The United Nations’ special envoy on Myanmar has called for an end to violence and the release of all political prisoners on her first visit to the troubled country since her appointment last year.
The military seized power in February 2021, hours before the country’s new parliament was due to sit, detaining elected leader Aung San Suu Kyi and members of her civilian government.
Since then, Aung San Suu Kyi has been tried and jailed on a slew of charges and still faces many more, while thousands of anti-coup activists have been arrested. Some 2,215 people have been killed in the military’s crackdown on its opponents, according to the Assistance Association for Political Prisoners, which has been tracking the violence.
Late last month, the military regime executed four political activists in Myanmar’s first use of the death penalty in more than 30 years. Among the dead was Phyo Zeya Thaw, a former legislator from Aung San Suu Kyi’s National League for Democracy party.
UN Envoy Noeleen Heyzer met coup leader Min Aung Hlaing on Wednesday and Heyzer’s office said she had “directly urged” him “to impose a moratorium on all future executions”. She also called for an immediate end to the violence and the release of all political prisoners, including former Aung San Suu Kyi adviser Sean Turnell, an Australian economist.
UN Deputy Spokesperson Farhan Haq said while Heyzer had asked to meet Aung San Suu Kyi, she had not been able to do so.
He described the meeting between Heyzer and the army chief as “a good discussion” and said the UN will see whether her key demands will be carried out. The UN will “continue to push on those points,” he added.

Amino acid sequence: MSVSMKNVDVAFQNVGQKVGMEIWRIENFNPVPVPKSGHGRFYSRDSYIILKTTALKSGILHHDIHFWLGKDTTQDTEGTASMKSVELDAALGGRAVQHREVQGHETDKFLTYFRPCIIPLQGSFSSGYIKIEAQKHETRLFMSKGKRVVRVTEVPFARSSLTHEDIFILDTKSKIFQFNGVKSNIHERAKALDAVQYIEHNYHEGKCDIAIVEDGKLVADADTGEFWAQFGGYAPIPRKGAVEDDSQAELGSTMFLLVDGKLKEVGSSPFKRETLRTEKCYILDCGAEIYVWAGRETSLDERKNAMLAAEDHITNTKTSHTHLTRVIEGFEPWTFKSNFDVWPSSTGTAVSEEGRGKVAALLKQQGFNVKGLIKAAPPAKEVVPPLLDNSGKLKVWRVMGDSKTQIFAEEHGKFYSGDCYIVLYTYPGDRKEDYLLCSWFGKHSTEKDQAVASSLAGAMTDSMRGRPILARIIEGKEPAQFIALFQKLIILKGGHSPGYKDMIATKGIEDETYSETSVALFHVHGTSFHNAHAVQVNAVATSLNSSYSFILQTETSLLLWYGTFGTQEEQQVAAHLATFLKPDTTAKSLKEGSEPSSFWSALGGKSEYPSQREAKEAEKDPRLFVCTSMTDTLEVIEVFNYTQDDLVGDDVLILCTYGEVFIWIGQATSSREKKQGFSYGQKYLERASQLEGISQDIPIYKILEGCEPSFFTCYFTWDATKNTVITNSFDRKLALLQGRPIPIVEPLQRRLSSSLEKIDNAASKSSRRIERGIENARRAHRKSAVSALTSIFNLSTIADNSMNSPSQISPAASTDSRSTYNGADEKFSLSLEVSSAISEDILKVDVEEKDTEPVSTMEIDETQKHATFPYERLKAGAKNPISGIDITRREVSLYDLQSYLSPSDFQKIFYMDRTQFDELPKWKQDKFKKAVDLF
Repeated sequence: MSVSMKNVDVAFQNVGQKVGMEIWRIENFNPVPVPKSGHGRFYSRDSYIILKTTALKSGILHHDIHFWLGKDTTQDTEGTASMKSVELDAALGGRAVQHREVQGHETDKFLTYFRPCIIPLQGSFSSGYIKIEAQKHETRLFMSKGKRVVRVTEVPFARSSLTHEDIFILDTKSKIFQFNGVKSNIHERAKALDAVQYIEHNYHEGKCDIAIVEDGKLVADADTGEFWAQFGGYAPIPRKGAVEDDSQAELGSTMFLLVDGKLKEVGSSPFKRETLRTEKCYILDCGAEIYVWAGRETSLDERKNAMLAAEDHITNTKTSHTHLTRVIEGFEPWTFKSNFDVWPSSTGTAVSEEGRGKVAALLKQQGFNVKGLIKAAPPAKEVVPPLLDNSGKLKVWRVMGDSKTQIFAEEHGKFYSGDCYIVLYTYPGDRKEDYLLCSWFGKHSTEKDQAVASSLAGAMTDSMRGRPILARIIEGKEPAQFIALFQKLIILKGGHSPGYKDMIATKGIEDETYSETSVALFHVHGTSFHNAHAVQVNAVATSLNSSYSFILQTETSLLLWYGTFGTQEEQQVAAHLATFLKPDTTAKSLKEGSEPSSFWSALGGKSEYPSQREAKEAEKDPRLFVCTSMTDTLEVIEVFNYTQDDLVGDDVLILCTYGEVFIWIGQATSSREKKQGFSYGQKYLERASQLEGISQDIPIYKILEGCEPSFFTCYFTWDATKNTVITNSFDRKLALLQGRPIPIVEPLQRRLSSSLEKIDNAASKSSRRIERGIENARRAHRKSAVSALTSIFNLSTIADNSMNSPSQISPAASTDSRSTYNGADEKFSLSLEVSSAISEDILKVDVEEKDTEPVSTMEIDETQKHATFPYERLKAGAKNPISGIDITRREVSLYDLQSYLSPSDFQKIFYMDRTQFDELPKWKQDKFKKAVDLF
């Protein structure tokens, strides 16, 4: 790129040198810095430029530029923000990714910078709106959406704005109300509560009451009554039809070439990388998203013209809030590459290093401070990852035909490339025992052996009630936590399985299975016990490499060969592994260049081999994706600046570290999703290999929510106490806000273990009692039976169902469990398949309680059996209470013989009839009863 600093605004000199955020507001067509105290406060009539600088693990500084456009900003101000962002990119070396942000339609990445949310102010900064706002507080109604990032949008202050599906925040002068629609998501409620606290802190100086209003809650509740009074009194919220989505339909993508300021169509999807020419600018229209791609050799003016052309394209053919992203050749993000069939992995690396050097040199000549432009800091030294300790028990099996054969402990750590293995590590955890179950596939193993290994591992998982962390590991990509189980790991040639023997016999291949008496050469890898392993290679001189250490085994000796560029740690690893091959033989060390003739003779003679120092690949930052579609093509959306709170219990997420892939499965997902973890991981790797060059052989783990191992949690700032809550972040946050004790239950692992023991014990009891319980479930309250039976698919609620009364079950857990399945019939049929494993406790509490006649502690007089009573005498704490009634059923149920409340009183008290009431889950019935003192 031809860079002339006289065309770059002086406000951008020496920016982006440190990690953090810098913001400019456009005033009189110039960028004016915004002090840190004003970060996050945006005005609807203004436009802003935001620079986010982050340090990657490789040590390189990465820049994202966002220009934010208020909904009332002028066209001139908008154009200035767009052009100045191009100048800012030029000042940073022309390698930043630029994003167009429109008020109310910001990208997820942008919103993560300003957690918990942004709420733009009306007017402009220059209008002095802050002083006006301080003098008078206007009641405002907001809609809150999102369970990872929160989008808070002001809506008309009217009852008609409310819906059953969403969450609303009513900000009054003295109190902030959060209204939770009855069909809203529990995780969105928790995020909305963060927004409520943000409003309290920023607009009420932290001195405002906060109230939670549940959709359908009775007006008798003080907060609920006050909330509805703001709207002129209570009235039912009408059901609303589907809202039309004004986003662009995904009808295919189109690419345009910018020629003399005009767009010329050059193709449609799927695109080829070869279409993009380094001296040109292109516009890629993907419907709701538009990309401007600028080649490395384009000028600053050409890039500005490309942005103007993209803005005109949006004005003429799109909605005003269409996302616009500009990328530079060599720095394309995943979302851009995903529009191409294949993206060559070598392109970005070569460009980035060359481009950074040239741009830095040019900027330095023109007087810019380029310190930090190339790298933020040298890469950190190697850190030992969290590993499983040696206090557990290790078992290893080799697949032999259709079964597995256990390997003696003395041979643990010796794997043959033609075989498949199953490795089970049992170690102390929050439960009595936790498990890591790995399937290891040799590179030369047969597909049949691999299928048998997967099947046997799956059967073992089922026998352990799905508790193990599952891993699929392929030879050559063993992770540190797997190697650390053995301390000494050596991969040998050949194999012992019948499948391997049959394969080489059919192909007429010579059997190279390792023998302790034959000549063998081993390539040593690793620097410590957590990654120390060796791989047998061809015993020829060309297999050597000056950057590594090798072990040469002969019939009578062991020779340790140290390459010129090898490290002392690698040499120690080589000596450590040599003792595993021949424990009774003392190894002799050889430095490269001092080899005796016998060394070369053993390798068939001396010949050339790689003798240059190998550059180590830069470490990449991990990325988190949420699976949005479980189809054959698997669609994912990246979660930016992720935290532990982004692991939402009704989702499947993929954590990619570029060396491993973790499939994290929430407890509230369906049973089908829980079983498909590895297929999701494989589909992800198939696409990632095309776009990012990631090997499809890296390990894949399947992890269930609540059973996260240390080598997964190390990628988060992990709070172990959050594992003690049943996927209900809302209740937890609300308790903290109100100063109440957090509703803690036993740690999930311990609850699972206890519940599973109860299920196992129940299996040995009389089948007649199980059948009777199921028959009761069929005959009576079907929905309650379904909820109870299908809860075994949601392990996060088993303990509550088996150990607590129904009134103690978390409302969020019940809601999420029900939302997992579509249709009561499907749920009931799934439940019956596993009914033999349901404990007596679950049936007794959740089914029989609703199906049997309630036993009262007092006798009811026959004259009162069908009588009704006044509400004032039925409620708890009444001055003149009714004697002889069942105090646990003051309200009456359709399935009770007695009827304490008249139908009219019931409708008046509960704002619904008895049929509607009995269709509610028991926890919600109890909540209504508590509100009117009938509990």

Diplomatic efforts to resolve the crisis, led largely by the Association of Southeast Asian Nations (ASEAN), have made little progress, with the generals refusing to deliver on a peace plan that was agreed upon last year.
Even while Heyzer was in Myanmar, a spokesperson for the military administration lashed out at the 10-member group for excluding its generals from regional gatherings, accusing it of caving to “external pressure”.
Some members of ASEAN, which Myanmar joined in 1997, recently indicated that the group could be forced to go further if the military continues to stall.
Speaking at a regular press conference, spokesperson Zaw Min Tun rubbished ASEAN’s moves.
“If a seat representing a country is vacant, then it should not be labelled an ASEAN summit,” Zaw Min Tun said.
“What they want is for us to meet and talk with the terrorists,” he said, using the generals’ label for pro-democracy movements that have taken up arms against the military.
In a meeting with Heyzer, the military-appointed foreign minister called on the world body to “constructively and pragmatically review its approach in its cooperation with Myanmar”, according to a statement.
Singaporean sociologist Heyzer was appointed by UN Secretary-General Antonio Guterres last year, replacing Swiss diplomat Christine Schraner Burgener, who had been blocked from visiting Myanmar.
Schraner Burgener had called for the UN to take “very strong measures” against the military and was the target of regular attacks in Myanmar’s state-backed media.
State-run MRTV television reported on Heyzer’s visit, saying the envoy and Min Aung Hlaing exchanged views on promoting trust and cooperation between Myanmar and the United Nations. It did not provide any details on the talks, which took place in Myanmar’s capital, Naypyidaw.
Heyzer stressed in the statement as she left Myanmar that “UN engagement does not in any way confer legitimacy” on the military’s administration.
“The people of Myanmar have the right to democracy and self-determination free from fear and want, which will only be possible by the good will and efforts of all stakeholders in an inclusive process,” she said.